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Charles Cranston Jett is a graduate of the U.S. Naval Academy, served in the U.S. Naval Nuclear Submarine Force, and then received his MBA degree from the Harvard Business School. He has over 30 years experience in management consulting and executive recruiting, having worked with corporate organizations in the area of critical skills identification and assisting in their corporate development programs as well as targeting specific skill profiles for recruitment. He is the author of several publications including: Whatever Happened to Corporate Loyalty? and Critical Skills and the CEO, both published by Chief Executive Magazine. He is an accomplished and dynamic speaker and has been featured by many of the nation’s top business schools as well as national conventions of the American Psychological Association. Mr. Jett’s work with Field Studies was featured by the US Department of Labor’s publication, Teaching the SCANS Competencies. He is the author of the two books: WANTED: Eight Critical Skills You Need To Succeed and The Doom Loop, both published by Outskirts Press.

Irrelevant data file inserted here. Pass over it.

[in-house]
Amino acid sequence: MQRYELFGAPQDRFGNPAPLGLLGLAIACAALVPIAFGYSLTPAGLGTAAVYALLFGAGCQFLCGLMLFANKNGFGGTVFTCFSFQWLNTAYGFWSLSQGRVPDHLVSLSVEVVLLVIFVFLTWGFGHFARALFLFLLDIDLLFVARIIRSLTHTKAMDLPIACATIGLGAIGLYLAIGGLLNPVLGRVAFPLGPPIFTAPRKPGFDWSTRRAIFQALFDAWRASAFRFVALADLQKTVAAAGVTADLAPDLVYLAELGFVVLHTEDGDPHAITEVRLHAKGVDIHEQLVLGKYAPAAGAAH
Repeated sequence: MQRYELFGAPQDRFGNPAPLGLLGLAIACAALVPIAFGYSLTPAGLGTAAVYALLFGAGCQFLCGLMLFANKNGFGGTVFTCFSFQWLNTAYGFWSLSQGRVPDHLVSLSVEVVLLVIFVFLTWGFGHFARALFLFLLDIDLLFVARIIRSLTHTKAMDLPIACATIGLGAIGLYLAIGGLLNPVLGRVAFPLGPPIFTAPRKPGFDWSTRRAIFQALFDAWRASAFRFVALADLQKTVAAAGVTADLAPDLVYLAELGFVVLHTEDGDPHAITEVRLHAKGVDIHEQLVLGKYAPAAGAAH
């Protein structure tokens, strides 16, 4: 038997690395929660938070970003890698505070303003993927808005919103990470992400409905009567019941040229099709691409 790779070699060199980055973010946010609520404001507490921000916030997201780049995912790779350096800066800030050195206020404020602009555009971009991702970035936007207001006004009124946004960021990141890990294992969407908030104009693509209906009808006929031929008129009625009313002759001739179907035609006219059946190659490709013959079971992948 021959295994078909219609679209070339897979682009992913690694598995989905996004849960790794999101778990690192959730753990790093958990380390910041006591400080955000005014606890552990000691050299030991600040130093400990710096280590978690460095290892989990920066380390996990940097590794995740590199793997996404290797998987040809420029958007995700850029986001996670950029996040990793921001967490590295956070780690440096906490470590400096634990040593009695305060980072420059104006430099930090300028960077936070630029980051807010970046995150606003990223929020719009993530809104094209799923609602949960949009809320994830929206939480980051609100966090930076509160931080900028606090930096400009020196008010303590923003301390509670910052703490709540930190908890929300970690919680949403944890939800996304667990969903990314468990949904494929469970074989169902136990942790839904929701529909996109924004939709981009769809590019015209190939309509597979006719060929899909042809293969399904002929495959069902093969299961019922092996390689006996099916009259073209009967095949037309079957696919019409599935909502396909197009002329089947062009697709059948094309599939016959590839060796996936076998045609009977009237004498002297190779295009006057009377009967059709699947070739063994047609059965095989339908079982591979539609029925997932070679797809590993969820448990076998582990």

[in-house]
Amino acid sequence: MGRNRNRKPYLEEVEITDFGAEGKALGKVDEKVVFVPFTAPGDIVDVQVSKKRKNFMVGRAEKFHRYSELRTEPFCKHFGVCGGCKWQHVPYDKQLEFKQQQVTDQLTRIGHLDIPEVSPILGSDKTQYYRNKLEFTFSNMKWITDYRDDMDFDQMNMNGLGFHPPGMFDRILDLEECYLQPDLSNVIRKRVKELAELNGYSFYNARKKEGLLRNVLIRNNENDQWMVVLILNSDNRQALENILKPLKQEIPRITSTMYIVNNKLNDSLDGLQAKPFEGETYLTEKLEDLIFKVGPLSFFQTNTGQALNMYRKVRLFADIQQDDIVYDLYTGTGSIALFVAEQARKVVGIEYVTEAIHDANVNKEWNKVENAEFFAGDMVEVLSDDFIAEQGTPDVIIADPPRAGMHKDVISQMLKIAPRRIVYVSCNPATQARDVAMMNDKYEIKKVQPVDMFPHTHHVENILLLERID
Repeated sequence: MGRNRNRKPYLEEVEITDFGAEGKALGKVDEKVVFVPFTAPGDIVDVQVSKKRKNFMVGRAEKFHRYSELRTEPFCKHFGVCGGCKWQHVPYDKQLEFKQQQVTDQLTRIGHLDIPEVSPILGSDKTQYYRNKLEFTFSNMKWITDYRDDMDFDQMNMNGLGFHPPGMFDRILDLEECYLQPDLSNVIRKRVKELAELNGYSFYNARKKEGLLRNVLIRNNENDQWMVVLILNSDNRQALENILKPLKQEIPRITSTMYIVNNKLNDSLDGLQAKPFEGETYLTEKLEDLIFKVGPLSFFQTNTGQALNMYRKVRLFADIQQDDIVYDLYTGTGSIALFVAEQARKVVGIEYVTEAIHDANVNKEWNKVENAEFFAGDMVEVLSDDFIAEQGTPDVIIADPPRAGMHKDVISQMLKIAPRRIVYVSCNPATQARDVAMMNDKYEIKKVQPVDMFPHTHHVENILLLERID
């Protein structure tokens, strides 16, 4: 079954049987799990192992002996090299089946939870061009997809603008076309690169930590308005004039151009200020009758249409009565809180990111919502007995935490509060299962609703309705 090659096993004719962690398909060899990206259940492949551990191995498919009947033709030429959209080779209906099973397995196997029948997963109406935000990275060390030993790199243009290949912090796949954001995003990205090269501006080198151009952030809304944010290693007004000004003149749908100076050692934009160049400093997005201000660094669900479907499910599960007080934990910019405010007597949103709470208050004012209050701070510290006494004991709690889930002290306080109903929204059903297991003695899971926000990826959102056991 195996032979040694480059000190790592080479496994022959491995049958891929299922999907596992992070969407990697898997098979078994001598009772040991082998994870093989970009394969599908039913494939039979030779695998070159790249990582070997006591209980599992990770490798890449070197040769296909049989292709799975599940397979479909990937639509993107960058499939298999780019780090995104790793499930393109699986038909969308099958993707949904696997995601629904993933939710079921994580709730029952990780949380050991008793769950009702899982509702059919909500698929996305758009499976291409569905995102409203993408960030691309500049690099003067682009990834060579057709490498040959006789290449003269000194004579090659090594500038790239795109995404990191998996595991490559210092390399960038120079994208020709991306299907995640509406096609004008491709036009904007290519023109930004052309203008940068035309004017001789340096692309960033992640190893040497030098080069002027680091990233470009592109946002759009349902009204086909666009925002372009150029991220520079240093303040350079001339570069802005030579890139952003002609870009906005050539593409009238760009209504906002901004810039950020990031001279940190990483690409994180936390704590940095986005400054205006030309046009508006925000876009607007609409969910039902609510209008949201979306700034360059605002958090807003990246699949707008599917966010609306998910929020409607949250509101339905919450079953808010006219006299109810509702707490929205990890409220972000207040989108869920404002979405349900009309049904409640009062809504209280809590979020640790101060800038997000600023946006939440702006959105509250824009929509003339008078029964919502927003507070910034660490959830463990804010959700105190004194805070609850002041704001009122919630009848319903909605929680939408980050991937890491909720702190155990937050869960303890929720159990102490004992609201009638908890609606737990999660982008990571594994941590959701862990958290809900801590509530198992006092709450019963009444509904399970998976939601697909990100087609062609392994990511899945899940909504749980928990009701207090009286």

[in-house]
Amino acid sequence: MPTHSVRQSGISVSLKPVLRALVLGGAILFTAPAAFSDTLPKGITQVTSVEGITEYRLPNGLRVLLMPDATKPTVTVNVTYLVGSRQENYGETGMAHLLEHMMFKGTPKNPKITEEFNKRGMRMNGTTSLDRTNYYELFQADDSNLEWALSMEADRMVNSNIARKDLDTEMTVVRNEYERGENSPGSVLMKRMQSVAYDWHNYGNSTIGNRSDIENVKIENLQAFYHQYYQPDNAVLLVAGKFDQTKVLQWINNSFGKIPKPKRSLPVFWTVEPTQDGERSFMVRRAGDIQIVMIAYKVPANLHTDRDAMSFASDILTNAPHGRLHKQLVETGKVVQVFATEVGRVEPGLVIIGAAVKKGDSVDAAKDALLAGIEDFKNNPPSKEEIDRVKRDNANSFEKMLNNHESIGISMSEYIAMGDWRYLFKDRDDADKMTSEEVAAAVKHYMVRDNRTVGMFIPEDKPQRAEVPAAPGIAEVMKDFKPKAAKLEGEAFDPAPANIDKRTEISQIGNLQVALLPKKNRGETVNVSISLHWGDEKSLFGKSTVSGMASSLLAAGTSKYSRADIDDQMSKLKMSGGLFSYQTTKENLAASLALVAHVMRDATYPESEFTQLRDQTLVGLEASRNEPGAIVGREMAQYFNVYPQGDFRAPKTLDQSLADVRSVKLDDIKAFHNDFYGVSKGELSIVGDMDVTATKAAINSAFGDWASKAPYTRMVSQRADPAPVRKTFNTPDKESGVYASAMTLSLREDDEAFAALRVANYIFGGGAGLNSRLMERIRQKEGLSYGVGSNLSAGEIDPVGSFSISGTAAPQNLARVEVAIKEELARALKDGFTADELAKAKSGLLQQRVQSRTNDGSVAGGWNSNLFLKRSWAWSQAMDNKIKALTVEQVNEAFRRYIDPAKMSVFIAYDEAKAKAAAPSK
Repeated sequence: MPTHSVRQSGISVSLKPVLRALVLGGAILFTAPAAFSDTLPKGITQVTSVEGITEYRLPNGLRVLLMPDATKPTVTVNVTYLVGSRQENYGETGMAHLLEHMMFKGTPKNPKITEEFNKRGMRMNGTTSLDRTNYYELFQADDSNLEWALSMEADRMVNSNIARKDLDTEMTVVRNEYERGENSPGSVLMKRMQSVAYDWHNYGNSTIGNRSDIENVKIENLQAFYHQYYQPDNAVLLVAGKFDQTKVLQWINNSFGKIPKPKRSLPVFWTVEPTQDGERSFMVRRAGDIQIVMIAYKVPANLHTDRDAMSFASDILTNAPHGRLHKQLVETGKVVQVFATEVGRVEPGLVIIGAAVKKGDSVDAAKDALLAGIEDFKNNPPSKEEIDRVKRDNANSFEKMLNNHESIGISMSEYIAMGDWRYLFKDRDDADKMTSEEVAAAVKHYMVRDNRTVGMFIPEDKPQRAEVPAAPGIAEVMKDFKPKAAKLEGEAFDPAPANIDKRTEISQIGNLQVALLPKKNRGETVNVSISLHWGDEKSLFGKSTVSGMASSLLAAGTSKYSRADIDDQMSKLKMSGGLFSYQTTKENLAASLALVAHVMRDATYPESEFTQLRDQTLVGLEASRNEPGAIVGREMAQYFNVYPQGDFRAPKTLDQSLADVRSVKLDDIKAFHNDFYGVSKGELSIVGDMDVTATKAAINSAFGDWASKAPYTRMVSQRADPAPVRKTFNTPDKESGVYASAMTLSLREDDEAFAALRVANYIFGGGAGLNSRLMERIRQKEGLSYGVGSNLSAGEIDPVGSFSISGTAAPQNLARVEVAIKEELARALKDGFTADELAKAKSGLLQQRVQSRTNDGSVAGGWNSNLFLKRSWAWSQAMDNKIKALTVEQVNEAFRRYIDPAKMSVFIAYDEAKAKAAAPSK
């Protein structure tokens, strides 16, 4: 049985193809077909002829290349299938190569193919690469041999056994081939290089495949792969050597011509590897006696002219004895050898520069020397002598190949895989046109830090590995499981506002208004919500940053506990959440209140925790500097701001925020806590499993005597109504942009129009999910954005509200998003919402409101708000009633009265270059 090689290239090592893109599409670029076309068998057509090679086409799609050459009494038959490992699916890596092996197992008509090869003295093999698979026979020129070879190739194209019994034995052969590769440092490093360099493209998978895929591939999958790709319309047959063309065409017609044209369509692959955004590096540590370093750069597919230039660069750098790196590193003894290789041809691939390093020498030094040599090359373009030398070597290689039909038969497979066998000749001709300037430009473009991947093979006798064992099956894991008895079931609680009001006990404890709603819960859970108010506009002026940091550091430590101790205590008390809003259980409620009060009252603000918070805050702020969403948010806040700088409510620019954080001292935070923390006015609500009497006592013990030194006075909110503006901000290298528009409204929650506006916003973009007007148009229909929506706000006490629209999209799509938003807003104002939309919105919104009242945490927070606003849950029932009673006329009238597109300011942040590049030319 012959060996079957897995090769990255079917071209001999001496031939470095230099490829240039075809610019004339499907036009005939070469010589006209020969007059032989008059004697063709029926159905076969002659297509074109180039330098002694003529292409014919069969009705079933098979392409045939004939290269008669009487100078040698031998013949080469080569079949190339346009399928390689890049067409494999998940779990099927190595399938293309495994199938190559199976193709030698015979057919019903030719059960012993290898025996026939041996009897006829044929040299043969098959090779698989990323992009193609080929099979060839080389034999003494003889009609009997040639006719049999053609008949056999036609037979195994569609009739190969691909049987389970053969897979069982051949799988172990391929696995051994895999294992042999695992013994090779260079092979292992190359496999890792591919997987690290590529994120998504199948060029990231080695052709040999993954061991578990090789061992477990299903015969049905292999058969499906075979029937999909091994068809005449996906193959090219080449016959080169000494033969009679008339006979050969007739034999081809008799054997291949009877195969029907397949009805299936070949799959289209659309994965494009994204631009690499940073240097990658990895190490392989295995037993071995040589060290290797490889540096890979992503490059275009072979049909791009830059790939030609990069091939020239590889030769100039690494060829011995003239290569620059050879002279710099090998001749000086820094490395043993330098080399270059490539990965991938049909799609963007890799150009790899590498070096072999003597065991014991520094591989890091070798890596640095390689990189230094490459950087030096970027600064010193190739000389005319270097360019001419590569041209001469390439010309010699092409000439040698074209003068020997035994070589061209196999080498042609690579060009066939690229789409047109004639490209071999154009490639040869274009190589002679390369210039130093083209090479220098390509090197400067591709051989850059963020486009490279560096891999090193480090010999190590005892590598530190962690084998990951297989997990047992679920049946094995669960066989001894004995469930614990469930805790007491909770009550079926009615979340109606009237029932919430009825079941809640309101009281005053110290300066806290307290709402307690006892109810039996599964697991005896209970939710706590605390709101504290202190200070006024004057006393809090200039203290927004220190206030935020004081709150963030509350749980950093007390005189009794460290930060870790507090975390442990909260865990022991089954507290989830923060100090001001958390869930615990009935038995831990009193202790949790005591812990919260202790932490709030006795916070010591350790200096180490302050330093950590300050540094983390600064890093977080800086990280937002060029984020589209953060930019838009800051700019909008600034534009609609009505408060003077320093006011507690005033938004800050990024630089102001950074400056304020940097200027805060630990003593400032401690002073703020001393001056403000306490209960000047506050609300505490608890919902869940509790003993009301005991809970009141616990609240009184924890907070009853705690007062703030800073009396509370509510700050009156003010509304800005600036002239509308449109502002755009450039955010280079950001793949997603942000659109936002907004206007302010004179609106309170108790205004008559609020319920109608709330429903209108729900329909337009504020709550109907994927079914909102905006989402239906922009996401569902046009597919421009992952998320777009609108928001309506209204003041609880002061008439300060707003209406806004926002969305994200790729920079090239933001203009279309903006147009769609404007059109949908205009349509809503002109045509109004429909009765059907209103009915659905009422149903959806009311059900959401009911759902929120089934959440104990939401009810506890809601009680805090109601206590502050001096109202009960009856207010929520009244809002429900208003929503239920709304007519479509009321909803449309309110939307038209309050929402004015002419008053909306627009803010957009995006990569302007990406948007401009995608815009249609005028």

Field studies are considered by many to be the most powerful tool to teach the Critical Skills. A field study is a project conducted by a team of students to address a problem or issue in the “real world” under faculty supervision. They provide rigorous and learning rich experiences where students can practice and master their skills while working productively with an educational partner. Given the opportunity, virtually any student can participate and contribute as a field study team member. Field studies offer an educational experience quite different from the traditional classroom – they are, in a sense, the Socratic Method in action. It is the process that is important – not the content. Experiencing the process of a field study is the ultimate goal for students at all levels of secondary and higher education. While field studies benefit all participating students, they provide an unparalleled experience for the college-bound student. Field Studies provides specific steps for teachers and coordinators to lead teams of students through the process of conducting such projects – from identifying the problem or issue to be addressed to creating a work plan, collecting data, performing analysis, and delivering a clear and articulate final report. Not only do such in-depth exercises provide students with confidence in their ability to tackle real-world problems, they help students prepare for college and careers while making meaningful contributions to their communities – a win-win endeavor for all involved.